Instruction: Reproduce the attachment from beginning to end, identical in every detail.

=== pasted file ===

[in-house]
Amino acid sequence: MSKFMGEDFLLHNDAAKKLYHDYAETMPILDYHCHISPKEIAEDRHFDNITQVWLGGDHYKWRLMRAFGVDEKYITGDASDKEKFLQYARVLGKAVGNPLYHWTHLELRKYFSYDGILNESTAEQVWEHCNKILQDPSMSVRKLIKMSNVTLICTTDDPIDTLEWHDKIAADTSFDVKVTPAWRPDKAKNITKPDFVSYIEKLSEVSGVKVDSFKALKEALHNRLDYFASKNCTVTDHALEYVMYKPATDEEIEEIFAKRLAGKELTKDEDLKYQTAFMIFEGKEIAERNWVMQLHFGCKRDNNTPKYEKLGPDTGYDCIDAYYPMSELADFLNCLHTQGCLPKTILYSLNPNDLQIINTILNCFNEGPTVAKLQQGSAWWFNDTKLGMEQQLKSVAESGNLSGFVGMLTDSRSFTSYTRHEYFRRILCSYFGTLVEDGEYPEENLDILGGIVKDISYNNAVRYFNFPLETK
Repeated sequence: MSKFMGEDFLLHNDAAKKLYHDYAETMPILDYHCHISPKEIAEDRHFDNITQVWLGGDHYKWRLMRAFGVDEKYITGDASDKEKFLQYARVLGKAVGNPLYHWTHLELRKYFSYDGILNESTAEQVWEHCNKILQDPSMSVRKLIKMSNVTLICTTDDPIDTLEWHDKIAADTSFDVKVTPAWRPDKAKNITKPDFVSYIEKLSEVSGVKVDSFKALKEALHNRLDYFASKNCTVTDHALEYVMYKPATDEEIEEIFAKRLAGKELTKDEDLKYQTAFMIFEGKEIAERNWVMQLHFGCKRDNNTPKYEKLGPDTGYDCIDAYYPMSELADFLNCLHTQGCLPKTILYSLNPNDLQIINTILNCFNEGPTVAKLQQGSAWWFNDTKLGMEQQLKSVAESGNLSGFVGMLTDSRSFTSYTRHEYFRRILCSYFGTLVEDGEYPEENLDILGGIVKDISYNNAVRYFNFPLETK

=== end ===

[in-house]
Amino acid sequence: MSKFMGEDFLLHNDAAKKLYHDYAETMPILDYHCHISPKEIAEDRHFDNITQVWLGGDHYKWRLMRAFGVDEKYITGDASDKEKFLQYARVLGKAVGNPLYHWTHLELRKYFSYDGILNESTAEQVWEHCNKILQDPSMSVRKLIKMSNVTLICTTDDPIDTLEWHDKIAADTSFDVKVTPAWRPDKAKNITKPDFVSYIEKLSEVSGVKVDSFKALKEALHNRLDYFASKNCTVTDHALEYVMYKPATDEEIEEIFAKRLAGKELTKDEDLKYQTAFMIFEGKEIAERNWVMQLHFGCKRDNNTPKYEKLGPDTGYDCIDAYYPMSELADFLNCLHTQGCLPKTILYSLNPNDLQIINTILNCFNEGPTVAKLQQGSAWWFNDTKLGMEQQLKSVAESGNLSGFVGMLTDSRSFTSYTRHEYFRRILCSYFGTLVEDGEYPEENLDILGGIVKDISYNNAVRYFNFPLETK
Repeated sequence: MSKFMGEDFLLHNDAAKKLYHDYAETMPILDYHCHISPKEIAEDRHFDNITQVWLGGDHYKWRLMRAFGVDEKYITGDASDKEKFLQYARVLGKAVGNPLYHWTHLELRKYFSYDGILNESTAEQVWEHCNKILQDPSMSVRKLIKMSNVTLICTTDDPIDTLEWHDKIAADTSFDVKVTPAWRPDKAKNITKPDFVSYIEKLSEVSGVKVDSFKALKEALHNRLDYFASKNCTVTDHALEYVMYKPATDEEIEEIFAKRLAGKELTKDEDLKYQTAFMIFEGKEIAERNWVMQLHFGCKRDNNTPKYEKLGPDTGYDCIDAYYPMSELADFLNCLHTQGCLPKTILYSLNPNDLQIINTILNCFNEGPTVAKLQQGSAWWFNDTKLGMEQQLKSVAESGNLSGFVGMLTDSRSFTSYTRHEYFRRILCSYFGTLVEDGEYPEENLDILGGIVKDISYNNAVRYFNFPLETK